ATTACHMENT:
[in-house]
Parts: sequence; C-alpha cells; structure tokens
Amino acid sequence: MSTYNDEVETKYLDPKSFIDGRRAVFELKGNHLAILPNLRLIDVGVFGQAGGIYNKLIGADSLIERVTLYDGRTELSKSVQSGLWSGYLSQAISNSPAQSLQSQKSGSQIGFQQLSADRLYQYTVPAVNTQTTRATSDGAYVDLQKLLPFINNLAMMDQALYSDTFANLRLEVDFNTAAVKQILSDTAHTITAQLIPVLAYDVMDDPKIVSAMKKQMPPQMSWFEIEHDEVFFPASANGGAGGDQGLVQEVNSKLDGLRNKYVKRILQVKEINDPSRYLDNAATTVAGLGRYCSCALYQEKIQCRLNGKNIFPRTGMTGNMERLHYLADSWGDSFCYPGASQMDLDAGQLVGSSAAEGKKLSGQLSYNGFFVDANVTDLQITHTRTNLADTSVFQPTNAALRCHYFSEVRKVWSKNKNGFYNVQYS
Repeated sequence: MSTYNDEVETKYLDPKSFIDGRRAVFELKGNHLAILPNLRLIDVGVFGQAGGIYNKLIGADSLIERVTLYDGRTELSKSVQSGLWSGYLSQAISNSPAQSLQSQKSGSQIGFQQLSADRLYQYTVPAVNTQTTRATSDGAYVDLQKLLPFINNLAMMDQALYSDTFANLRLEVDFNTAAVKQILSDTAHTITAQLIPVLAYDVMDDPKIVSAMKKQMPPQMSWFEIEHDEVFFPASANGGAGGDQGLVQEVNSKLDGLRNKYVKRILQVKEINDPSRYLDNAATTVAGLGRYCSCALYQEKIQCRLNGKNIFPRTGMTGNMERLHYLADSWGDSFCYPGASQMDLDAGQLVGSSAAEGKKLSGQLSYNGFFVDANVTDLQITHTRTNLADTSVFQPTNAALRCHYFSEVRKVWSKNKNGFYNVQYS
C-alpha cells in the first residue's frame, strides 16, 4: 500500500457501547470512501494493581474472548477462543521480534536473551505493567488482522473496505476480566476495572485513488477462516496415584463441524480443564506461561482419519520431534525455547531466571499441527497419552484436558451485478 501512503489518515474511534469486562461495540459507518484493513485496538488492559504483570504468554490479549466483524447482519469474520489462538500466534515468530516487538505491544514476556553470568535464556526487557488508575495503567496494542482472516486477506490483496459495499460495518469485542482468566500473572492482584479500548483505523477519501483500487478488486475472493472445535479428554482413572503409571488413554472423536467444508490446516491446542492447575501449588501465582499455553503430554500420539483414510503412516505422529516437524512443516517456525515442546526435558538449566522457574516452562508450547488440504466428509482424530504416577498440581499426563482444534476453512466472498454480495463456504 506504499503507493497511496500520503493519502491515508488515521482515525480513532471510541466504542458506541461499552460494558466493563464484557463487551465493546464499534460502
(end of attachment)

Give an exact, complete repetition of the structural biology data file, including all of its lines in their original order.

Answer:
[in-house]
Parts: sequence; C-alpha cells; structure tokens
Amino acid sequence: MSTYNDEVETKYLDPKSFIDGRRAVFELKGNHLAILPNLRLIDVGVFGQAGGIYNKLIGADSLIERVTLYDGRTELSKSVQSGLWSGYLSQAISNSPAQSLQSQKSGSQIGFQQLSADRLYQYTVPAVNTQTTRATSDGAYVDLQKLLPFINNLAMMDQALYSDTFANLRLEVDFNTAAVKQILSDTAHTITAQLIPVLAYDVMDDPKIVSAMKKQMPPQMSWFEIEHDEVFFPASANGGAGGDQGLVQEVNSKLDGLRNKYVKRILQVKEINDPSRYLDNAATTVAGLGRYCSCALYQEKIQCRLNGKNIFPRTGMTGNMERLHYLADSWGDSFCYPGASQMDLDAGQLVGSSAAEGKKLSGQLSYNGFFVDANVTDLQITHTRTNLADTSVFQPTNAALRCHYFSEVRKVWSKNKNGFYNVQYS
Repeated sequence: MSTYNDEVETKYLDPKSFIDGRRAVFELKGNHLAILPNLRLIDVGVFGQAGGIYNKLIGADSLIERVTLYDGRTELSKSVQSGLWSGYLSQAISNSPAQSLQSQKSGSQIGFQQLSADRLYQYTVPAVNTQTTRATSDGAYVDLQKLLPFINNLAMMDQALYSDTFANLRLEVDFNTAAVKQILSDTAHTITAQLIPVLAYDVMDDPKIVSAMKKQMPPQMSWFEIEHDEVFFPASANGGAGGDQGLVQEVNSKLDGLRNKYVKRILQVKEINDPSRYLDNAATTVAGLGRYCSCALYQEKIQCRLNGKNIFPRTGMTGNMERLHYLADSWGDSFCYPGASQMDLDAGQLVGSSAAEGKKLSGQLSYNGFFVDANVTDLQITHTRTNLADTSVFQPTNAALRCHYFSEVRKVWSKNKNGFYNVQYS
C-alpha cells in the first residue's frame, strides 16, 4: 500500500457501547470512501494493581474472548477462543521480534536473551505493567488482522473496505476480566476495572485513488477462516496415584463441524480443564506461561482419519520431534525455547531466571499441527497419552484436558451485478 501512503489518515474511534469486562461495540459507518484493513485496538488492559504483570504468554490479549466483524447482519469474520489462538500466534515468530516487538505491544514476556553470568535464556526487557488508575495503567496494542482472516486477506490483496459495499460495518469485542482468566500473572492482584479500548483505523477519501483500487478488486475472493472445535479428554482413572503409571488413554472423536467444508490446516491446542492447575501449588501465582499455553503430554500420539483414510503412516505422529516437524512443516517456525515442546526435558538449566522457574516452562508450547488440504466428509482424530504416577498440581499426563482444534476453512466472498454480495463456504 506504499503507493497511496500520503493519502491515508488515521482515525480513532471510541466504542458506541461499552460494558466493563464484557463487551465493546464499534460502